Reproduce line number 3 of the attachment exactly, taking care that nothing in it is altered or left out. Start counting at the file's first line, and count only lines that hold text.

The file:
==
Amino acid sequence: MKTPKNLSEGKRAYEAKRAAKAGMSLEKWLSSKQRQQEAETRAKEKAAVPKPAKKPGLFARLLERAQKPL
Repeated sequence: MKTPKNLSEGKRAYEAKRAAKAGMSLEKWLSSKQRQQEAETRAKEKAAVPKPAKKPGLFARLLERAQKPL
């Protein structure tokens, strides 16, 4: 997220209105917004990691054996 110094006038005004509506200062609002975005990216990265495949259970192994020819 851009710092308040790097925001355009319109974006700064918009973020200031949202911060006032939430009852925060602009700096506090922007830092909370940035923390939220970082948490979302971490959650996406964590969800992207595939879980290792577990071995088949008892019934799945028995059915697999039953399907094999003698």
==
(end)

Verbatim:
């Protein structure tokens, strides 16, 4: 997220209105917004990691054996 110094006038005004509506200062609002975005990216990265495949259970192994020819 851009710092308040790097925001355009319109974006700064918009973020200031949202911060006032939430009852925060602009700096506090922007830092909370940035923390939220970082948490979302971490959650996406964590969800992207595939879980290792577990071995088949008892019934799945028995059915697999039953399907094999003698």